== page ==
After walking for an hour, my hands felt as if they’d frozen through my gloves, breath turning to frozen clouds of vapor in the air as I walked cautiously through the ice-laden streets of Prague. The shop windows sparkled with Christmas lights and decorations as scents of apple, cinnamon, and chocolate drifted through the frigid air. I watched as children’s sparkling eyes perused potential Christmas presents and cozy cafés boasted plush chairs and electric heating. I, however, was not on my way to anywhere remotely warm. On the contrary, I chose to come to Europe at this time because I wanted to be cold. As snow fell softly from overhead into my black, braided hair, I tried to feel every tiny flake as it hit my skin. Looking back at my visits to Prague, Vienna, and Budapest in the wintertime, I realized that I quickly fell in love with the nuances of Europe in wintertime.
Most people wouldn’t really consider visiting frosty Europe in the middle of the coldest time of the year. However, having gone to college in Houston for a few years, I had become accustomed to (and almost became sick of) the warm, humid climate there. I’d forgotten the feeling of being cold. To us, a rainy, sub-60 degree-day is “cold” and Christmas is all about shopping and consumerism. I wanted to learn about how Europe views the Christmas season, with its traditional Christmastime dishes, Christmas markets, and snow-laden beauty. I dreamed of children asking their parents about St. Nicholas and hanging their stockings above old, brick fireplaces. In the weeks leading up to my trip, I endlessly romanticized the idea of Europe in the wintertime in my mind.
My dreams didn’t leave me disappointed. Walking along those cobblestoned, white dusted streets of Prague, I felt a very peculiar energy about the winter here. Maybe it was people walking swiftly to avoid the cold. Perhaps it was all of the shops selling local, handmade goods, so far away from the manufactured, plastic empire in the United States Christmas aisle. It was so easy to get happily lost in the streets and alleys of Prague, admiring everything from jewelry to baked goods and ducking into buildings for a quick flash of heat before embarking into the cold once again.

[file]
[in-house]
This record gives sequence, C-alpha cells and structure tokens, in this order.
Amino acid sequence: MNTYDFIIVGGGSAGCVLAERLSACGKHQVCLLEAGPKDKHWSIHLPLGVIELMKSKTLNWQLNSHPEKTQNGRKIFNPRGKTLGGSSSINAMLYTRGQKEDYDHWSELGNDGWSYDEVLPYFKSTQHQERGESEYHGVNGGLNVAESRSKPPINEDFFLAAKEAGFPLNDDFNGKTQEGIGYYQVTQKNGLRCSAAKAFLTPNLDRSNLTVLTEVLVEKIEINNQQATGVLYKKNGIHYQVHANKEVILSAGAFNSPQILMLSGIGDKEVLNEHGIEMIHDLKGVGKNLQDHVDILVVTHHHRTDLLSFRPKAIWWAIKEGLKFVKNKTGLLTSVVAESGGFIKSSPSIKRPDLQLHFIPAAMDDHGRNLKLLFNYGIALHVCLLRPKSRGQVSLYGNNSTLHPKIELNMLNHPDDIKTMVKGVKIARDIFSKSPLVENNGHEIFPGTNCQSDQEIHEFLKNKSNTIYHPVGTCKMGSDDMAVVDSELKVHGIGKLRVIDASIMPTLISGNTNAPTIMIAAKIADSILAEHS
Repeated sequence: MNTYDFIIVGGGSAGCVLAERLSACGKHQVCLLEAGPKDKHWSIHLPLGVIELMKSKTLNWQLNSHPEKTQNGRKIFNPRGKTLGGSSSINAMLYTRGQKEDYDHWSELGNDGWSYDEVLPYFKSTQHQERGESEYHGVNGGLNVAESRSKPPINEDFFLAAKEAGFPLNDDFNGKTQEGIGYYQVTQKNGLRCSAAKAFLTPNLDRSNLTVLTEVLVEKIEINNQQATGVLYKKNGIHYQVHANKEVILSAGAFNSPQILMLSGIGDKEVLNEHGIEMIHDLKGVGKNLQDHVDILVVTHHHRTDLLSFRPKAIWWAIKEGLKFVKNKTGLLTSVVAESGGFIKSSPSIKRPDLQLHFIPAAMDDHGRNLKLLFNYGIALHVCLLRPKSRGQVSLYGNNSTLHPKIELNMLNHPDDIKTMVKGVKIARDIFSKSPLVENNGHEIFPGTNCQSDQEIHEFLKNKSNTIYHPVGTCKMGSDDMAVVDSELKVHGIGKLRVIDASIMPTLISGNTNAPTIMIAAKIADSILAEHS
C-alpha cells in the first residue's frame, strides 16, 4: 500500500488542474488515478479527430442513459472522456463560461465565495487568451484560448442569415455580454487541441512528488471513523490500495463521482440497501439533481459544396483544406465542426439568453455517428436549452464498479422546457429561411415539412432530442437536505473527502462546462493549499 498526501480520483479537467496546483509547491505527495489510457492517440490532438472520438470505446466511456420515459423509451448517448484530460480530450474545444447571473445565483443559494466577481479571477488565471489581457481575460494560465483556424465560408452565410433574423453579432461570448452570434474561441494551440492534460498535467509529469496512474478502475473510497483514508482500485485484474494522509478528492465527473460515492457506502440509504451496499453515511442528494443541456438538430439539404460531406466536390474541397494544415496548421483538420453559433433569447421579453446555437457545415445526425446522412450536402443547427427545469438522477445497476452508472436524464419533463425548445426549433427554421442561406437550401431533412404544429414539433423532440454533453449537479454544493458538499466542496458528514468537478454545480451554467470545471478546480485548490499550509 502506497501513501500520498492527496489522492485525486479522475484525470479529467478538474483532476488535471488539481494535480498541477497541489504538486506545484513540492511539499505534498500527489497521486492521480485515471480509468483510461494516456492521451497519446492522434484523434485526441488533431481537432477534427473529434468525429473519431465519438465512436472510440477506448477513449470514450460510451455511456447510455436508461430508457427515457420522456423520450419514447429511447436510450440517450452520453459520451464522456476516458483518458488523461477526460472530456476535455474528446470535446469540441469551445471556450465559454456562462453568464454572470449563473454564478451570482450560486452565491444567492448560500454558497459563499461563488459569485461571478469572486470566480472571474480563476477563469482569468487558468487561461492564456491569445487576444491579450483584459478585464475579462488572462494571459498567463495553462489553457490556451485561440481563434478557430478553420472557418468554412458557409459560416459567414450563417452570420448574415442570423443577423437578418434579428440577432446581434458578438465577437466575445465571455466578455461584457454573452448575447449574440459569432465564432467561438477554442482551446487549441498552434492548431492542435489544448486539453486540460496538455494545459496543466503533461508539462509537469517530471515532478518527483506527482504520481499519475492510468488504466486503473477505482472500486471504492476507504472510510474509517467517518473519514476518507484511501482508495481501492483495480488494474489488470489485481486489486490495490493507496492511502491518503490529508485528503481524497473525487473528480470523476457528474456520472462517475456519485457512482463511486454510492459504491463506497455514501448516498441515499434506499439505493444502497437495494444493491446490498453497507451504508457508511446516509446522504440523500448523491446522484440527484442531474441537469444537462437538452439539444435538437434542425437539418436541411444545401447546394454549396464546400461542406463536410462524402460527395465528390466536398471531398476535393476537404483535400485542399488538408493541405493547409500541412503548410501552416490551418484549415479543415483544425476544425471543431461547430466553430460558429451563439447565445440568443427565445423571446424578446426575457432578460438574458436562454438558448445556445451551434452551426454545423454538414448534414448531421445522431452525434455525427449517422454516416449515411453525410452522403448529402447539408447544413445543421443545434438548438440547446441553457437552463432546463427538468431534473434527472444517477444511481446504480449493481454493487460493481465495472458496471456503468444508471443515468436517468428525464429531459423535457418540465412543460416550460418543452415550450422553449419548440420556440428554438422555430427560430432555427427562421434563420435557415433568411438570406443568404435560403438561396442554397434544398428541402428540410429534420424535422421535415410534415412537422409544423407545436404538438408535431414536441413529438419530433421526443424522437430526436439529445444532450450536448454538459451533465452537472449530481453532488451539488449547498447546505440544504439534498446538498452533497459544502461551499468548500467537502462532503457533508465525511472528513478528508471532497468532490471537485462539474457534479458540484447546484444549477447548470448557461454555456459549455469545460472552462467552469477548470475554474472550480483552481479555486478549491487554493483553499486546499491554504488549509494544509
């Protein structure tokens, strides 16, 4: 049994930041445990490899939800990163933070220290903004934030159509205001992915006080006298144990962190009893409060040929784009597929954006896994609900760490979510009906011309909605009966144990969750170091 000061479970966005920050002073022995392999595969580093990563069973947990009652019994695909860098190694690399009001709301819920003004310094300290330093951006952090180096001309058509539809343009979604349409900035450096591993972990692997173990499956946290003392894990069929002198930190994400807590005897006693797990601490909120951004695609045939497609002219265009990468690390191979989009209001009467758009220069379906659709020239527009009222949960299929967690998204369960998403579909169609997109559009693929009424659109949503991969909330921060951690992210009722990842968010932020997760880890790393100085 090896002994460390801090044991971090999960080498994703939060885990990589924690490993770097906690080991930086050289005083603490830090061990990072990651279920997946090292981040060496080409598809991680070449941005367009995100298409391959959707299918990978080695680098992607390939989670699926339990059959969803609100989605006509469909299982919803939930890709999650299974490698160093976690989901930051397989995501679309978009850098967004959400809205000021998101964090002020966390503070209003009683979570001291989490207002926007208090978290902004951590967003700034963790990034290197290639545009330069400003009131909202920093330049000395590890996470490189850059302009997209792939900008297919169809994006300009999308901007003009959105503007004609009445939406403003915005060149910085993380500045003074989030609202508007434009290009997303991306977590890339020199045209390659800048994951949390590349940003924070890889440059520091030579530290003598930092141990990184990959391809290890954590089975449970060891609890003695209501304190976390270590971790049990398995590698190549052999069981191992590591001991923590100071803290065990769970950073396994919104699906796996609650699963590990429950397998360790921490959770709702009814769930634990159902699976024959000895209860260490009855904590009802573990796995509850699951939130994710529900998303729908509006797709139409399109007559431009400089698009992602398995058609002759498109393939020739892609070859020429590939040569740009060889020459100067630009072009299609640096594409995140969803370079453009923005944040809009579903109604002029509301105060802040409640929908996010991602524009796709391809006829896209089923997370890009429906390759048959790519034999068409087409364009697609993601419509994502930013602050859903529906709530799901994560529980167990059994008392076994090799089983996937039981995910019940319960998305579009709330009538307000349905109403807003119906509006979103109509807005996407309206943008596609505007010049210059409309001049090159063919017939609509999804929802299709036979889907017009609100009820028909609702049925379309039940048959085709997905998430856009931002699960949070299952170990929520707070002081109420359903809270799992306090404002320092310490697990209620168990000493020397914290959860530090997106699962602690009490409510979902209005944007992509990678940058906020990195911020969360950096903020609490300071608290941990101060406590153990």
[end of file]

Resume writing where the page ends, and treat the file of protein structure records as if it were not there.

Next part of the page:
The Holiday Spirit
In the wintertime, most major cities in Europe set up Christmas markets in town squares where local vendors and artists can sell their work. You don’t have to walk long in a city before you stumble upon one or another. In Vienna, these markets are located all over the place, from slim alleyways to sweeping, open city parks. Most other cities in Central and Eastern Europe have Christmas markets that spring up in the winter season as well. Braving the cold of the evenings to peruse the tiny booths and tables was well worth the layers of scarves, leggings, and socks I had to lug around with me.
The magic of Christmas in Vienna, aside from these Christmas decorations and marketplaces, is the music. The ballet puts on grandiose spectacles of The Nutcracker each year and Handel’s Messiah is a favorite of the Opera as well. But, to me, the most marvelous thing about Vienna’s music scene was the street musicians and carolers that seemed to line every other corner of the city. Music filled the air like a sweet scent and gave the city a living, breathing personality and atmosphere. It was as if the Christmas lights shone just a little bit brighter when accompanied by perfect, German traditional folk carols. Exploring Europe in the winter was like transplanting myself into the middle of a silent film – antique, grandiose, and just plain magical.
The concept of the “off-season” is a strange one to me, because I believe that every season a good season to travel. Nonetheless, winter is the “off season” for tourism in Europe, so things are generally cheaper, less crowded, and overall more satisfying given the lower volume of tourist traffic. Even though I was clearly a foreigner, I didn’t feel at all unwelcome when I traveled through Central and Eastern Europe during this time of year. In fact, I even made a good number of local friends in each city!
In Budapest, I would sit in ruin bars with peeling walls and dilapidated roofs and try to converse with anyone I met who spoke a wink of English. Most people knew at least a little bit, and tried to use as much of it as they could with goofy, slightly embarrassed smiles on their faces. Perhaps everyone was preoccupied with preparing for the upcoming holiday season, or maybe just excited at the dwindling number of tourists milling around. Either way, I found the overall lack of tourist congestion gave me a much more personal and memorable experience than waiting in lines for hours.
One late afternoon, I took a hike up to Letna Park in Prague with a new friend. Climbing dozens of stairs in the bitter cold of the Czech Republic was not exactly my original idea of fun, but as my breathing deepened and my legs began to ache, I also slowly rose to the pinnacle of the stairs – an old, swinging pendulum overlooking the city. Standing at its base, I looked over the city at dusk as smoke puffs rose out of chimneys and snow blew in swirls over shingled rooftops. The city’s thousands of steeples seemed to almost extend over the horizon, starkly marking their presence like upside-down icicles. It was like I was looking at the entire city through blue goggles – everything took on the same grayish-aquamarine color of twilight.
If there is one thing that resonates in my memory from visiting Europe in December, it is the breathtaking views of some of the world’s most historic, fascinating architecture covered in ice and snow. Prague, Vienna, Budapest, and all of the little cities in between were absolutely breathtaking in the frozen glory of the winter season. That thin layer of untouched snow that covers every roof in every city adds an element of mystery and grandeur to famous faces etched in the history of the world.